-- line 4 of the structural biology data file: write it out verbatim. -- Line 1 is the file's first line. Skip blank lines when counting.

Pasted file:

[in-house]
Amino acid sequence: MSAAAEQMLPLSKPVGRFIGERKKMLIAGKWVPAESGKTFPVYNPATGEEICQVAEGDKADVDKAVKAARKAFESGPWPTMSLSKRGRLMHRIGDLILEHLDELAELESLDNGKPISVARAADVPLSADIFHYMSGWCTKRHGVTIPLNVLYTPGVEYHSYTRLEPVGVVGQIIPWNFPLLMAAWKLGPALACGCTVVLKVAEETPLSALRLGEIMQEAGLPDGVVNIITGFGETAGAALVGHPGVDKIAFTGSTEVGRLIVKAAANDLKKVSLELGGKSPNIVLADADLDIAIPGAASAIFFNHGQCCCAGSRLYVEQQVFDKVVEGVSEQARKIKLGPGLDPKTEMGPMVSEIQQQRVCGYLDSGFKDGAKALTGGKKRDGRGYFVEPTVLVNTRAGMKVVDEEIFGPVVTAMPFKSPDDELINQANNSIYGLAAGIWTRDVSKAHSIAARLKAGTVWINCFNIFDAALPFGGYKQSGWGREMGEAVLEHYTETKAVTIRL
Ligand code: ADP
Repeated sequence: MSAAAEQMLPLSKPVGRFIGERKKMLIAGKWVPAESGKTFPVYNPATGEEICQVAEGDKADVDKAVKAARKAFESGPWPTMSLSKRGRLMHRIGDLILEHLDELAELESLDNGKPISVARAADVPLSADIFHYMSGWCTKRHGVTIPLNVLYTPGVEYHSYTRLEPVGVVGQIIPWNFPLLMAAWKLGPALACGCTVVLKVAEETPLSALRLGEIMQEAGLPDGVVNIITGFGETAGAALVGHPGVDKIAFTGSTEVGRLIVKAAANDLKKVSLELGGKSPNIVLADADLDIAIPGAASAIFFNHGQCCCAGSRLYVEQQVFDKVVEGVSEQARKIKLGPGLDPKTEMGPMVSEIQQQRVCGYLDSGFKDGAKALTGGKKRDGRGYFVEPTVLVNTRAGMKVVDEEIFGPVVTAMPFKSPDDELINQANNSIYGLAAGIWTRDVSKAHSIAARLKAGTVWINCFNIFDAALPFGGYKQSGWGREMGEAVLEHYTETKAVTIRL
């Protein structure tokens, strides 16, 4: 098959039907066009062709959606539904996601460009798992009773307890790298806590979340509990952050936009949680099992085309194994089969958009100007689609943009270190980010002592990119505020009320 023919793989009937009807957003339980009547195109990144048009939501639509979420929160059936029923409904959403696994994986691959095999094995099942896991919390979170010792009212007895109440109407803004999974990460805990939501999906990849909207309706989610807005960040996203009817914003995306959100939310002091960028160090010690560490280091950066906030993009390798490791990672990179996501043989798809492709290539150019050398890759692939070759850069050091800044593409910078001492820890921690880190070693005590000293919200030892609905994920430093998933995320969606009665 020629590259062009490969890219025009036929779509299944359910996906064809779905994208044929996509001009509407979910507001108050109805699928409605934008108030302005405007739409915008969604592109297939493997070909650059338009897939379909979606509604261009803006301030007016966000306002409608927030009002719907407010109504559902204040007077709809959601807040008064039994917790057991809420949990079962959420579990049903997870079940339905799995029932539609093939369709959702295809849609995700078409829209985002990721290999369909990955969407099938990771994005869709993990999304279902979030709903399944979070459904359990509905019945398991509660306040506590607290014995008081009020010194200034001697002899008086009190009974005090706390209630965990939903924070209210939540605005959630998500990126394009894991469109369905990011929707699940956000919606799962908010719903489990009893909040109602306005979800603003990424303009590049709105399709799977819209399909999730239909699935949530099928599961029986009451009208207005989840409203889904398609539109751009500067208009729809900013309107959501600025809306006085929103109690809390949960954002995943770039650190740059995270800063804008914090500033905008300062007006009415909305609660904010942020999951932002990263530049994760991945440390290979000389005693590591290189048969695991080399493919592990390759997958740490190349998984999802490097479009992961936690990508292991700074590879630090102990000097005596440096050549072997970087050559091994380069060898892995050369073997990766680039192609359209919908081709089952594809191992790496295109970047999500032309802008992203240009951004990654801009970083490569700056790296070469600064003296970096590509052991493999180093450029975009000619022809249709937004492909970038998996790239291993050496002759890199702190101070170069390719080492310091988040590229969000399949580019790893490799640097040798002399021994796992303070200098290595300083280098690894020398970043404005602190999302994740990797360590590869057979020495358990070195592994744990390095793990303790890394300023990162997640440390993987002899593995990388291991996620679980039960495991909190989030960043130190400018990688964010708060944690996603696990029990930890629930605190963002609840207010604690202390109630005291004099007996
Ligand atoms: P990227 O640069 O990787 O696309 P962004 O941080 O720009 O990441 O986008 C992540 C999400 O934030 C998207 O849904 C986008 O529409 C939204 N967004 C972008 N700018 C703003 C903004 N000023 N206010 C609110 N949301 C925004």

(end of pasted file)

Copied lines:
Repeated sequence: MSAAAEQMLPLSKPVGRFIGERKKMLIAGKWVPAESGKTFPVYNPATGEEICQVAEGDKADVDKAVKAARKAFESGPWPTMSLSKRGRLMHRIGDLILEHLDELAELESLDNGKPISVARAADVPLSADIFHYMSGWCTKRHGVTIPLNVLYTPGVEYHSYTRLEPVGVVGQIIPWNFPLLMAAWKLGPALACGCTVVLKVAEETPLSALRLGEIMQEAGLPDGVVNIITGFGETAGAALVGHPGVDKIAFTGSTEVGRLIVKAAANDLKKVSLELGGKSPNIVLADADLDIAIPGAASAIFFNHGQCCCAGSRLYVEQQVFDKVVEGVSEQARKIKLGPGLDPKTEMGPMVSEIQQQRVCGYLDSGFKDGAKALTGGKKRDGRGYFVEPTVLVNTRAGMKVVDEEIFGPVVTAMPFKSPDDELINQANNSIYGLAAGIWTRDVSKAHSIAARLKAGTVWINCFNIFDAALPFGGYKQSGWGREMGEAVLEHYTETKAVTIRL